I'm incredibly chuffed to get an award (if I'm totally honest, when I heard last night that we'd won, it was much like this.) Mostly, though, I'm just glad to know we're on the right track with this film, and I'm really looking forward to creating the feature. Iran is a place that had a profound effect on me, and I feel a responsibility to do justice to the experiences we had and stories that we found there.
So watch this space!
One final thing (and I think you'll like this): Tom and I would like to share the Award-winning (sorry, I'll stop now) short version of Karun with all you lovely folk that read our blogs regularly.
If you're already on my mailing list, then you don't have to do anything. If you're not, then consider popping your email address in the box below. I'll send out one email monthly with updates from my world of adventures, and at some point in the next few weeks you'll get a private and secure online link to watch the 15 minute version of Karun.
When I first started making films about my adventures I used to idly think, "I wonder if someday I'll make a film that gets accepted into Banff." I've always seen the Banff Mountain Film Festival as the high point of adventure storytelling; the benchmark by which all expedition filmmaking should be marked against.
Unsurprisingly then, it was an unreal experience to have Into The Empty Quarter screened there last year - I still can't quite believe that my silly desert trek with Alastair made the cut, but I'm extremely proud that it did!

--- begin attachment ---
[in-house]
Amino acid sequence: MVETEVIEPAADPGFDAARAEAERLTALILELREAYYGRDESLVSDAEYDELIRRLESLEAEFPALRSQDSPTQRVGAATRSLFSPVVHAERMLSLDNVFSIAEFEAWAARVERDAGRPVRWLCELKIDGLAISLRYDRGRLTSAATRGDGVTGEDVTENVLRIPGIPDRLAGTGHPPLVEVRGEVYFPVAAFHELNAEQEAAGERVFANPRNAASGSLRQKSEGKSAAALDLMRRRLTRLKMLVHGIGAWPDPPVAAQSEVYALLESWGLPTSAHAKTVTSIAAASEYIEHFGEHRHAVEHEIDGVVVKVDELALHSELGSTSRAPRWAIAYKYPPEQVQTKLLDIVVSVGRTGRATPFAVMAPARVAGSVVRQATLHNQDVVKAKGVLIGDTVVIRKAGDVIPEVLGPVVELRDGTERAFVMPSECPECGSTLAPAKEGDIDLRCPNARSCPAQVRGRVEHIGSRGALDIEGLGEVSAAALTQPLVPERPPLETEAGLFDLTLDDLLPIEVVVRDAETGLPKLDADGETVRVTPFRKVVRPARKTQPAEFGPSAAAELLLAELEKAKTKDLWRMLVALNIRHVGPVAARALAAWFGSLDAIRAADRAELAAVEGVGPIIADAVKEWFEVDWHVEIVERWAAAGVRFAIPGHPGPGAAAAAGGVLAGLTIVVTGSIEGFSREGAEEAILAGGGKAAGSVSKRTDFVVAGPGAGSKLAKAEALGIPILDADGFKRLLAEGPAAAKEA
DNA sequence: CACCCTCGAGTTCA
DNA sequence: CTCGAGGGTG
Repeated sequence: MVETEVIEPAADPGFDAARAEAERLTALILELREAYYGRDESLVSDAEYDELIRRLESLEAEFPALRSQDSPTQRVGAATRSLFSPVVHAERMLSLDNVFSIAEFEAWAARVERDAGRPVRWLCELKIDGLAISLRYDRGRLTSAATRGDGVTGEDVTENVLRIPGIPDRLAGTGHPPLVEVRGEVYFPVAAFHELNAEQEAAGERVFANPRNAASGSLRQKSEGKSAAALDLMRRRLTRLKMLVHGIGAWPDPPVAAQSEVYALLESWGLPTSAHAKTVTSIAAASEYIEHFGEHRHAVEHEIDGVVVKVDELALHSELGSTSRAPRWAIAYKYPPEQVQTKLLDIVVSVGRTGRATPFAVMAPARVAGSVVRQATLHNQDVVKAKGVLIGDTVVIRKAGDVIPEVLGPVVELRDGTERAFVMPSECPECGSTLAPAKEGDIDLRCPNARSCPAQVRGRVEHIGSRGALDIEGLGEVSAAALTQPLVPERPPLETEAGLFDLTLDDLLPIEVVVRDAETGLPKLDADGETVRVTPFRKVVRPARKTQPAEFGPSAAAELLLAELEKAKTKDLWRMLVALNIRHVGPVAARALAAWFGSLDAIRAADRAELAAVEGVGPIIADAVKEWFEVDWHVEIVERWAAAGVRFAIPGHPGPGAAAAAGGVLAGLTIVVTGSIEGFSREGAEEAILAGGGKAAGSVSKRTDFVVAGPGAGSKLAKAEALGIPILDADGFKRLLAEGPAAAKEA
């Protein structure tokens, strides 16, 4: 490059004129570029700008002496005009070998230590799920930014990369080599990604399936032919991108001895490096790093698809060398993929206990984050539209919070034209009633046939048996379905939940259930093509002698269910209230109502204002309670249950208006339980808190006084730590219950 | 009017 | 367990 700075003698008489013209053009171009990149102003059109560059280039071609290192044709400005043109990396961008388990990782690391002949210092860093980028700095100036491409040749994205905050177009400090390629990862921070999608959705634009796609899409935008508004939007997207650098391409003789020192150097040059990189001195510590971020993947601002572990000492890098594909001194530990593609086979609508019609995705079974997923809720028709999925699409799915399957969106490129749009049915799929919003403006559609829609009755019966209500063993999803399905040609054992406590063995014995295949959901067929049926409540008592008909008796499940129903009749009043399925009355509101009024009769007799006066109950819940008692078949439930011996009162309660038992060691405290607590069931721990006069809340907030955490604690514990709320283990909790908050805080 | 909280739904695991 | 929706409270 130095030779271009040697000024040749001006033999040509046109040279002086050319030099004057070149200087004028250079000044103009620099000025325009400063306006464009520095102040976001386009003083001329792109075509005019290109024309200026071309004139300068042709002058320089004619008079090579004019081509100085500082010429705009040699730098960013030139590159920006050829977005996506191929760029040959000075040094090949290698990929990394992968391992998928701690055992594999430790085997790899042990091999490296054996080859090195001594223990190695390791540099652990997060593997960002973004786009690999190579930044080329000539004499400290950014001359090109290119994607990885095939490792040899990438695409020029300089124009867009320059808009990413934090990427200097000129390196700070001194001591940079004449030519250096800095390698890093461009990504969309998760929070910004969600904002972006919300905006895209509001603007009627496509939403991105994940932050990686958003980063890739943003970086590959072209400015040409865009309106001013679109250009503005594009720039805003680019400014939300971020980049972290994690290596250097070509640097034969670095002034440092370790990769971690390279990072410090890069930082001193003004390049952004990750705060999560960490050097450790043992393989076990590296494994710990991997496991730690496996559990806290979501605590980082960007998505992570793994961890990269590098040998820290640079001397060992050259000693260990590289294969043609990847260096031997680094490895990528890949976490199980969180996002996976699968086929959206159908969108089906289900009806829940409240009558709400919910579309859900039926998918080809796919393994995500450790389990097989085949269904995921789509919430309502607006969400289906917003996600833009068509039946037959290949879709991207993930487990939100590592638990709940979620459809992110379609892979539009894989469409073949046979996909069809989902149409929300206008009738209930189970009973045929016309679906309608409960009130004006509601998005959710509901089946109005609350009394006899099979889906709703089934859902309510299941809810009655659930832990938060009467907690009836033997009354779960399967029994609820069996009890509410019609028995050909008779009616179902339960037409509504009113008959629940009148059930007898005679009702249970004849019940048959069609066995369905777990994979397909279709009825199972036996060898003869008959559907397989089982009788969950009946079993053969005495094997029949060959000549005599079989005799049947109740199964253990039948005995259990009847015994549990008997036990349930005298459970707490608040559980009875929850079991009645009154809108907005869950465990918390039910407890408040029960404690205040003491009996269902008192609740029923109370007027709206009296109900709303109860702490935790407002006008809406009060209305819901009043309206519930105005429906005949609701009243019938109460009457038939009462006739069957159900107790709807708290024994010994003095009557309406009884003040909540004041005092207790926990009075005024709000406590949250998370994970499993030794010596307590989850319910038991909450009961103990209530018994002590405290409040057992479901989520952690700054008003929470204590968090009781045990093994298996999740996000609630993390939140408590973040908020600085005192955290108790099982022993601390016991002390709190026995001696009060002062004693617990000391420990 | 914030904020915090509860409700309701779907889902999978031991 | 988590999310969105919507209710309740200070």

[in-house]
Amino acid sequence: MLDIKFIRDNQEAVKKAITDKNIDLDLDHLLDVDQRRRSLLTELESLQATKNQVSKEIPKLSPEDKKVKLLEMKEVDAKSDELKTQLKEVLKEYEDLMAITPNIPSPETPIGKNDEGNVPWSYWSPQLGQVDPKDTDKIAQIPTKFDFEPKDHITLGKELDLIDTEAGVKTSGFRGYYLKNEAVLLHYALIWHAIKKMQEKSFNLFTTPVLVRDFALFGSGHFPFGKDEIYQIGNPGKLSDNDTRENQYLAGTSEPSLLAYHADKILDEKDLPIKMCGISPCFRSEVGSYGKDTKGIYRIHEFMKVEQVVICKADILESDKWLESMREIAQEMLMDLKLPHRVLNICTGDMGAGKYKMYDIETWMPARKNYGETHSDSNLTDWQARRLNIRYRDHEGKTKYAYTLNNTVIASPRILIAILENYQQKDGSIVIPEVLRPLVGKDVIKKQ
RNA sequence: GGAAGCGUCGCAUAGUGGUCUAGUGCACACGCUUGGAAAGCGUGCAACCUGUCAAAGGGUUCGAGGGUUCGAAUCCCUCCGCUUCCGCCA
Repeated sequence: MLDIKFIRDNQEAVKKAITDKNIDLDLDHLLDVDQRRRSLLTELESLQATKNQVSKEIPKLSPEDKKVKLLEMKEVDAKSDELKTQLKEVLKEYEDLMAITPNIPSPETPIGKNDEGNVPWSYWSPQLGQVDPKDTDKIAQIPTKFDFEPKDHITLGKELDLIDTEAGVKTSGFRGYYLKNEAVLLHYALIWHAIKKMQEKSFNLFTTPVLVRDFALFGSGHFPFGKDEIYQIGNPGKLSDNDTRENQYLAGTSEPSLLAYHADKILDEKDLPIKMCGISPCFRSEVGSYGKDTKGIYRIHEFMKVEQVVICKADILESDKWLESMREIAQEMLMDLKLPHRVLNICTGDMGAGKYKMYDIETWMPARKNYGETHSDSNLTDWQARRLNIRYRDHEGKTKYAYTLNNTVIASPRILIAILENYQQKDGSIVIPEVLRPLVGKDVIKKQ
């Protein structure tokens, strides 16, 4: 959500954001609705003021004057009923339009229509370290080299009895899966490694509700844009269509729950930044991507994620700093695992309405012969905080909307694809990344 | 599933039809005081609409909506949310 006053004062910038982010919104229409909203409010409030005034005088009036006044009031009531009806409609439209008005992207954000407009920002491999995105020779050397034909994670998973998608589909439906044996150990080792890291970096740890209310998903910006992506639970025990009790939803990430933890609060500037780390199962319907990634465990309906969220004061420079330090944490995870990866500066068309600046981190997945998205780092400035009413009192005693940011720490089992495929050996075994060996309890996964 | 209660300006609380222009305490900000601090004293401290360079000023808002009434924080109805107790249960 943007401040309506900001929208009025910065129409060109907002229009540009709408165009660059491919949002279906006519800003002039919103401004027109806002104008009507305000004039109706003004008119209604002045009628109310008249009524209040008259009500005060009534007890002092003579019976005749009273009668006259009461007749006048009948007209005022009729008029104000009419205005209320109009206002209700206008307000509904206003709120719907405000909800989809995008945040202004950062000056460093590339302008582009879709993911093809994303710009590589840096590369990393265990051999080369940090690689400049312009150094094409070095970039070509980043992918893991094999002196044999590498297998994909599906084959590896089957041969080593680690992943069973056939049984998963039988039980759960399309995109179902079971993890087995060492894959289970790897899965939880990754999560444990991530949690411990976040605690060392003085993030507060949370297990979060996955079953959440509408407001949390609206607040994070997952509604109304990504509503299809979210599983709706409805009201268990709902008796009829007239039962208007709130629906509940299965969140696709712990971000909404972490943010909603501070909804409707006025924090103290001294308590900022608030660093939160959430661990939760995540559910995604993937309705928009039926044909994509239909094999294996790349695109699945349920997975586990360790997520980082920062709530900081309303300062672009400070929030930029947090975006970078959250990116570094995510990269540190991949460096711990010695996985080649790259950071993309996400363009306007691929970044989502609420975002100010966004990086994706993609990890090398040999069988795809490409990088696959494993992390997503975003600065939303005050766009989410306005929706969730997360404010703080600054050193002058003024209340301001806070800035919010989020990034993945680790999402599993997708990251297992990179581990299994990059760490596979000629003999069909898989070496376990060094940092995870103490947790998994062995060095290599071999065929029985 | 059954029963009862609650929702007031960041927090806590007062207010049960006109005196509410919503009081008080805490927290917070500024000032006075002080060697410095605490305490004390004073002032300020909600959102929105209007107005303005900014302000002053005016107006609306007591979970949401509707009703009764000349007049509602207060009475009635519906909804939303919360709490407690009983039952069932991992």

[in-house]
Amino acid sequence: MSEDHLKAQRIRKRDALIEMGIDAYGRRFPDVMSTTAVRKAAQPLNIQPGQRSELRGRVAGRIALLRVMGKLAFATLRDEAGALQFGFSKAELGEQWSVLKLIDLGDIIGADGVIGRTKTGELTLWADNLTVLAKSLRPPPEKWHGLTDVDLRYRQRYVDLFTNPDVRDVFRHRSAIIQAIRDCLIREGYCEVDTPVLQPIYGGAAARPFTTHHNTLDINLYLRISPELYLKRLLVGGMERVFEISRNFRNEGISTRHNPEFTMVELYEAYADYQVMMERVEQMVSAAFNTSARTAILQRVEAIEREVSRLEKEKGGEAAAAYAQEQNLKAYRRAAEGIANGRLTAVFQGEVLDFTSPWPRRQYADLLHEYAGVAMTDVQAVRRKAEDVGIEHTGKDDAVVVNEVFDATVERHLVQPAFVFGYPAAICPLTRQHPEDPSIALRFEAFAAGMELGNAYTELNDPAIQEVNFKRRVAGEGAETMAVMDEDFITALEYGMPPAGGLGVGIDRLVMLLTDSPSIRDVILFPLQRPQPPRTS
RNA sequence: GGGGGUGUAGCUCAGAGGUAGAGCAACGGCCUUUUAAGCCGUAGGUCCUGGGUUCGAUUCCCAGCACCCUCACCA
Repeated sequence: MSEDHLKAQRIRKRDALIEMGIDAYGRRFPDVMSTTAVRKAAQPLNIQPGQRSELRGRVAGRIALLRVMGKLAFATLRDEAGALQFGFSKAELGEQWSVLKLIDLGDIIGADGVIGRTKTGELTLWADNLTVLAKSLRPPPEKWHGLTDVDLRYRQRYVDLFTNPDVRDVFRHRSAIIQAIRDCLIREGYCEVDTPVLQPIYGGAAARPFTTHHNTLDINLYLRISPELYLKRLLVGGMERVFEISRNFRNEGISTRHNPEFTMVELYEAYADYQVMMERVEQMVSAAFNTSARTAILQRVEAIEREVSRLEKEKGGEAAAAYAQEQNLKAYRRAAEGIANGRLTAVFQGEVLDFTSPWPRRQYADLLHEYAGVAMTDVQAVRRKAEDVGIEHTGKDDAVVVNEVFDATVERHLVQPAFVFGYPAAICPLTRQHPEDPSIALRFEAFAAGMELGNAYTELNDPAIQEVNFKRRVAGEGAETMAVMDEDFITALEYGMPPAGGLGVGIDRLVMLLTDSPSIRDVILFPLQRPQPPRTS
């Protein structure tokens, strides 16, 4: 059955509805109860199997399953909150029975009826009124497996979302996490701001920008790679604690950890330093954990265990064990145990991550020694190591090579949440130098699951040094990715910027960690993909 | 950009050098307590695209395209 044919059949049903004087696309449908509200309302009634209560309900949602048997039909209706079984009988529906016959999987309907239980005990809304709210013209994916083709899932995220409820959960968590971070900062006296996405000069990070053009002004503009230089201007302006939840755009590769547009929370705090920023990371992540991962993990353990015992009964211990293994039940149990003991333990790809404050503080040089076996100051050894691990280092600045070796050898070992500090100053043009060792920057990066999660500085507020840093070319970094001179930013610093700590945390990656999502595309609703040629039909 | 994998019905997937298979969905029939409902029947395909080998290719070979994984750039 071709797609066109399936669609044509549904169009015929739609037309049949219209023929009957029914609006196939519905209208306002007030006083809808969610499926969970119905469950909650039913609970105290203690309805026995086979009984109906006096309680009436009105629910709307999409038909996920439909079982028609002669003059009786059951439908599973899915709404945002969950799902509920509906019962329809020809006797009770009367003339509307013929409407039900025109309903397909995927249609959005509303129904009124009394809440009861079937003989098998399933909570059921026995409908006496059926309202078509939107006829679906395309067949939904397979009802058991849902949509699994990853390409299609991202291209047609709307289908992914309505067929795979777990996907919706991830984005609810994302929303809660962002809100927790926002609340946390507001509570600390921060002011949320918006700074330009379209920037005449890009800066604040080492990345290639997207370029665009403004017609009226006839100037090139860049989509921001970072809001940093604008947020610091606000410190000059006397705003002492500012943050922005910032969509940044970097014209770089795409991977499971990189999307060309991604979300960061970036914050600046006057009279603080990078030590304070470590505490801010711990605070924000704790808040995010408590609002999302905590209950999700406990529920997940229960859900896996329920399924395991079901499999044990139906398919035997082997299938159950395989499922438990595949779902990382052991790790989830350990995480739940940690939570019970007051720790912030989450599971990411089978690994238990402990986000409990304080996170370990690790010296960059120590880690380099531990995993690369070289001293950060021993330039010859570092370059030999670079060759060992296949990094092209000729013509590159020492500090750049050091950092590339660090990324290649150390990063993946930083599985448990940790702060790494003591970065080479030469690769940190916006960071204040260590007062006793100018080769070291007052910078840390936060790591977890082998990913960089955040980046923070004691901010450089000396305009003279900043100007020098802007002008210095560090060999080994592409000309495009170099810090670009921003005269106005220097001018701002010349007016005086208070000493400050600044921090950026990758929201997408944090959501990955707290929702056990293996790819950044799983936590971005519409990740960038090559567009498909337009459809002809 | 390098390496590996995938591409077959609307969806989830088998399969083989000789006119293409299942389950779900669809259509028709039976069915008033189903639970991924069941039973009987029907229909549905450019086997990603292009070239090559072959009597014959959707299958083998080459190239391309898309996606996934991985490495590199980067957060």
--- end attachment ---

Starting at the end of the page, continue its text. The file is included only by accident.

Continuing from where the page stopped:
The festival is now underway with its World Tour, taking a select pick of films to a ridiculously comprehensive range of locations around the globe. Having been to the Banff Centre last November and seen some of this year's programme, I can happily vouch for the fact that it's a suitably impressive, inspiring and (if I'm really honest) balls-out awesome line-up of films.
Wherever you are in the world, check it out. You won't regret it. If you're in the UK and Ireland, then you're in luck. Brighten up those dark winter nights with a visit to one of the screenings around the country. You can seen the full list here. While I recommend going to either programme, it would be remiss of me not to point out that my film is showing in the RED programme. Just in case that's a dealbreaker for you...
You can book tickets for all the UK venues here. Enjoy!
Happy 2014, all!
It promises to be an exciting year of adventure for me, and I hope for you too. One of my aims for this year is to share my film Into The Empty Quarter with as many people as possible (don't know what I'm talking about? Watch a trailer here.) A great way to do this is via film festivals, and Alastair and I will be entering as many as we can throughout the year.
I'm delighted to tell you that we already have our first acceptance! It's a good one too: Into The Empty Quarter will be playing at theSheffield Adventure Film Festival - one of the most respected events on this circuit - on the weekend of 4-6 April 2014.
Al and I have made (what seems to us) to be a pretty comprehensive list of our other favourite festivals. But we may have missed some. In the comments section here, or by sending me an email, please can you tell me what your favourite film festivals are - adventure, mountain, documentary or regular - I'm happy to hear them all!
For the record, along with the major players in the adventure film festival world (Banff and Kendal) I also love the sound of MountainFilm in Telluride, 5 Point Film and the inimitable Adventure Travel Film Festival.
AFI DOCS in Washington DC and Sheffield Doc Fest round out my choices for general documentary events.